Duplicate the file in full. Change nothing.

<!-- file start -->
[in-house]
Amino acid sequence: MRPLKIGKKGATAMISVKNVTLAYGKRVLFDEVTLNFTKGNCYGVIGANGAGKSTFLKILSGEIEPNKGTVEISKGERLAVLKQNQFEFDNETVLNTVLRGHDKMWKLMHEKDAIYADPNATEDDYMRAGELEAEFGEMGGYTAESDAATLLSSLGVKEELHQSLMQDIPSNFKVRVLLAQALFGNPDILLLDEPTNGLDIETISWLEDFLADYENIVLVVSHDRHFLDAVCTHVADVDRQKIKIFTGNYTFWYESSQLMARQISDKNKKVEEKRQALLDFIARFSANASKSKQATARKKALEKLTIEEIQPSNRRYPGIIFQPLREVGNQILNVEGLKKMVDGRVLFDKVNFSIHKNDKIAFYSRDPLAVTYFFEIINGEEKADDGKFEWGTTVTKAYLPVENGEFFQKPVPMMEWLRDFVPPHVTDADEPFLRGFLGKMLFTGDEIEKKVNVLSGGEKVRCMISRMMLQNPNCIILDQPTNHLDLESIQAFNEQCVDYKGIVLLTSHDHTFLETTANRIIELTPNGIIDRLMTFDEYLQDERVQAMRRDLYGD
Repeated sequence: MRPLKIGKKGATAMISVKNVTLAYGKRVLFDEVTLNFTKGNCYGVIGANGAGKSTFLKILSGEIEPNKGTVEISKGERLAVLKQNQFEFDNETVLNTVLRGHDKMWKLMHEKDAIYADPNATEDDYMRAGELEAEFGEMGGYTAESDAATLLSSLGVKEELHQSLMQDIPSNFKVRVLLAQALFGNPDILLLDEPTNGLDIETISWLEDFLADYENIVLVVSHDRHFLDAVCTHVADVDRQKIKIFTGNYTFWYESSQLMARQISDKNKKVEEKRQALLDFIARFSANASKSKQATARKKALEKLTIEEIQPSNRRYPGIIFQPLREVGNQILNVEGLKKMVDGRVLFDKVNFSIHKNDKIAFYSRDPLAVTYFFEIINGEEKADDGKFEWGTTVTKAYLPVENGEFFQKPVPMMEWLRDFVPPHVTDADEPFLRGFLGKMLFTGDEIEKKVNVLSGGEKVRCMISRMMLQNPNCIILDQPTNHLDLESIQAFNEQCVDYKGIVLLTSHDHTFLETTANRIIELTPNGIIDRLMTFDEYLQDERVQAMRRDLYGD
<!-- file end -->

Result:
[in-house]
Amino acid sequence: MRPLKIGKKGATAMISVKNVTLAYGKRVLFDEVTLNFTKGNCYGVIGANGAGKSTFLKILSGEIEPNKGTVEISKGERLAVLKQNQFEFDNETVLNTVLRGHDKMWKLMHEKDAIYADPNATEDDYMRAGELEAEFGEMGGYTAESDAATLLSSLGVKEELHQSLMQDIPSNFKVRVLLAQALFGNPDILLLDEPTNGLDIETISWLEDFLADYENIVLVVSHDRHFLDAVCTHVADVDRQKIKIFTGNYTFWYESSQLMARQISDKNKKVEEKRQALLDFIARFSANASKSKQATARKKALEKLTIEEIQPSNRRYPGIIFQPLREVGNQILNVEGLKKMVDGRVLFDKVNFSIHKNDKIAFYSRDPLAVTYFFEIINGEEKADDGKFEWGTTVTKAYLPVENGEFFQKPVPMMEWLRDFVPPHVTDADEPFLRGFLGKMLFTGDEIEKKVNVLSGGEKVRCMISRMMLQNPNCIILDQPTNHLDLESIQAFNEQCVDYKGIVLLTSHDHTFLETTANRIIELTPNGIIDRLMTFDEYLQDERVQAMRRDLYGD
Repeated sequence: MRPLKIGKKGATAMISVKNVTLAYGKRVLFDEVTLNFTKGNCYGVIGANGAGKSTFLKILSGEIEPNKGTVEISKGERLAVLKQNQFEFDNETVLNTVLRGHDKMWKLMHEKDAIYADPNATEDDYMRAGELEAEFGEMGGYTAESDAATLLSSLGVKEELHQSLMQDIPSNFKVRVLLAQALFGNPDILLLDEPTNGLDIETISWLEDFLADYENIVLVVSHDRHFLDAVCTHVADVDRQKIKIFTGNYTFWYESSQLMARQISDKNKKVEEKRQALLDFIARFSANASKSKQATARKKALEKLTIEEIQPSNRRYPGIIFQPLREVGNQILNVEGLKKMVDGRVLFDKVNFSIHKNDKIAFYSRDPLAVTYFFEIINGEEKADDGKFEWGTTVTKAYLPVENGEFFQKPVPMMEWLRDFVPPHVTDADEPFLRGFLGKMLFTGDEIEKKVNVLSGGEKVRCMISRMMLQNPNCIILDQPTNHLDLESIQAFNEQCVDYKGIVLLTSHDHTFLETTANRIIELTPNGIIDRLMTFDEYLQDERVQAMRRDLYGD